Dallas moves forward with West Oak Cliff development planning

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Neighbors said they didn’t want to lose the character of their community.

DALLAS – Prior to its afternoon meeting, the Dallas City Plan Commission took a bus tour of West Oak Cliff to discuss and review the “West Oak Cliff Area Plan.”

The 94 pages development plan has been in preparation for more than two years. The city says it’s okay attract new residents and businesses to the area by improving sidewalks, parks and bike paths and encouraging development in neighborhoods close to transportation.

Several neighbors expressed concern about the development on Thursday, following the city bus tour displaying signs expressing their opposition.

“Zoning would mean someone could build something really big right next to me without considering a small house,” Yolanda Alameda told WFAA.

Alameda said she supported parts of the plan.

“Improved sidewalks, green spaces, the neighbors who have been here have been asking for years,” she said.

She is not the only neighbor concerned about development. Jerry Figueroa is the owner of J&E express auto.

“We would like to see new businesses,” he told the WFAA. “We just don’t want to see the old Oak Cliff that we love destroyed.”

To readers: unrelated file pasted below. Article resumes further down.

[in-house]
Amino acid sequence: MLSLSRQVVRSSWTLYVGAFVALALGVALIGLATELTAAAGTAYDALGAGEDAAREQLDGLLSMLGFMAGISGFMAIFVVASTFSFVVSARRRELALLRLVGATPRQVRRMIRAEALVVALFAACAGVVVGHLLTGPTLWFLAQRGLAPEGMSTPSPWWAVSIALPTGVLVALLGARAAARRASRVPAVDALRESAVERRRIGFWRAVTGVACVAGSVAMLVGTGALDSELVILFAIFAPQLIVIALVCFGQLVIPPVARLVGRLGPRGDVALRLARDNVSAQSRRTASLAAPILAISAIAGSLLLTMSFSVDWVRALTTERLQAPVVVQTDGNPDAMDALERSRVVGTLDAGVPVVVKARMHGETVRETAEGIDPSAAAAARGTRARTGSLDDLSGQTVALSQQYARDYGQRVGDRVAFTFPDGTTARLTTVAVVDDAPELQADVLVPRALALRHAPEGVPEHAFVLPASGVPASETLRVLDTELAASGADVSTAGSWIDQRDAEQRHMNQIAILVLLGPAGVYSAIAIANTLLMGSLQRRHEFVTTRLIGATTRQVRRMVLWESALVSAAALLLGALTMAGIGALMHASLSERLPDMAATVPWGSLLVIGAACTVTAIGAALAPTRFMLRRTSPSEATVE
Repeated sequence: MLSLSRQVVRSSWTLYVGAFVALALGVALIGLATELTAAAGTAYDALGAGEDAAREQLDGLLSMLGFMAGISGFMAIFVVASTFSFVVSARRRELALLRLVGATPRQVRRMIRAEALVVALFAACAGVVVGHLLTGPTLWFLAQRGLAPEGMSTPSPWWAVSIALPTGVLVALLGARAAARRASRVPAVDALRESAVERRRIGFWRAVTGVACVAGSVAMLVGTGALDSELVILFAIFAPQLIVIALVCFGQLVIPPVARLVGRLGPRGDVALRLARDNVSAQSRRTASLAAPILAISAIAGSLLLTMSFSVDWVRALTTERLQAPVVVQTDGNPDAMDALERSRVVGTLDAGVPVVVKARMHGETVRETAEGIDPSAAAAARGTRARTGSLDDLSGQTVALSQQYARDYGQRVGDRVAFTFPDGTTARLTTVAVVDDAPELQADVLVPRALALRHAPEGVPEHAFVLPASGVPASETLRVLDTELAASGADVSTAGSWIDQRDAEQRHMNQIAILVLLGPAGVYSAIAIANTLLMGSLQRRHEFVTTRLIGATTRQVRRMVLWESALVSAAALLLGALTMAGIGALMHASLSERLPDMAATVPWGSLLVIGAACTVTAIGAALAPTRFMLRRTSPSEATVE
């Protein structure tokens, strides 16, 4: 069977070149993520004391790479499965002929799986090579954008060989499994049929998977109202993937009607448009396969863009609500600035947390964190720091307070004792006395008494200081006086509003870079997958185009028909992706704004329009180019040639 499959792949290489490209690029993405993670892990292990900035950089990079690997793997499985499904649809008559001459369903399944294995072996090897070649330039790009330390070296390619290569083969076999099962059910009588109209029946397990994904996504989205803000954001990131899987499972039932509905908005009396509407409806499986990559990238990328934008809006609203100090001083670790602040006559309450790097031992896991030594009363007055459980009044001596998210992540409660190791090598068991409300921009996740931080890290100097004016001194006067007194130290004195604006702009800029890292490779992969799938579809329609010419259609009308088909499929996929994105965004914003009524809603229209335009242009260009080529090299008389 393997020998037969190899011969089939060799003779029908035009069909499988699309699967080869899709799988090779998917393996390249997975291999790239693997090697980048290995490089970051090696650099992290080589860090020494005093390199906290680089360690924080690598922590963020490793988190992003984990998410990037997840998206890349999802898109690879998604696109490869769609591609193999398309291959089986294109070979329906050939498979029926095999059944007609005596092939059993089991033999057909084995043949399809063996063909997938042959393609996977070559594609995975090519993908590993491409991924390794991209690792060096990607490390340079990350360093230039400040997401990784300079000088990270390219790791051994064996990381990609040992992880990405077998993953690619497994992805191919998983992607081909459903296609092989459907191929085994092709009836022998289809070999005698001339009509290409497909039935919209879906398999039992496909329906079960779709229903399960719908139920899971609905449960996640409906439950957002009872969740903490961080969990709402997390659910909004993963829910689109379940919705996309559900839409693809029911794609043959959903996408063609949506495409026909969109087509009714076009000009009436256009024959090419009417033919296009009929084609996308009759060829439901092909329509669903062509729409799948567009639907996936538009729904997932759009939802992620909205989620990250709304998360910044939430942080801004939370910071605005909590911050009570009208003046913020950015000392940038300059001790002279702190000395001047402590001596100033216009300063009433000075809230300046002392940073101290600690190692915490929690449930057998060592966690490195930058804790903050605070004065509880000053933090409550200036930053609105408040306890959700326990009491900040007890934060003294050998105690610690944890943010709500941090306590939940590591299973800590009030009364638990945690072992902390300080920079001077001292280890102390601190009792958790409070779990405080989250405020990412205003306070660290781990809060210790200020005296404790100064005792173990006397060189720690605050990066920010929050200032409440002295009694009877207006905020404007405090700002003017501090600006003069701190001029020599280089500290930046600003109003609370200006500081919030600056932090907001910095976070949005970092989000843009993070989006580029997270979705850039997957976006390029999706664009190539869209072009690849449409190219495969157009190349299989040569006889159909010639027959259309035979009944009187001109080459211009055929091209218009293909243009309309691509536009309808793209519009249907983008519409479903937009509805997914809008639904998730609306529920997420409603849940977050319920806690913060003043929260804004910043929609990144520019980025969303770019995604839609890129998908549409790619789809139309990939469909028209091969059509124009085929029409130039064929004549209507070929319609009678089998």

Figueroa said his neighbors feared they were overpriced.

“‘They obviously don’t want their taxes going up, if somebody builds a million dollar complex next to their house, they might not be able to live here,” he said.

But Councilman Chad West, who represents the Oak Lawn neighborhood, said the plan will protect the zoning of existing single-family neighborhoods.

“We need to protect our single-family neighborhoods,” West told the WFAA. “But we also have to think about what we’re going to do with all these people moving into the city of Dallas.”

West said he thinks making more homes available for people moving to the area will actually help ease the cost burden on existing homeowners.

He said the city considered thousands of comments from neighbors.

“At the end of the day, this is a neighborhood-focused plan,” he said. “That’s a concern for a lot of us, you know, how do we keep Oak Cliff cool. Okay, how do we keep it diverse and culturally meaningful?”

West and the rest of council will not vote on the plan until they consider a final draft proposal from the city plan commission.

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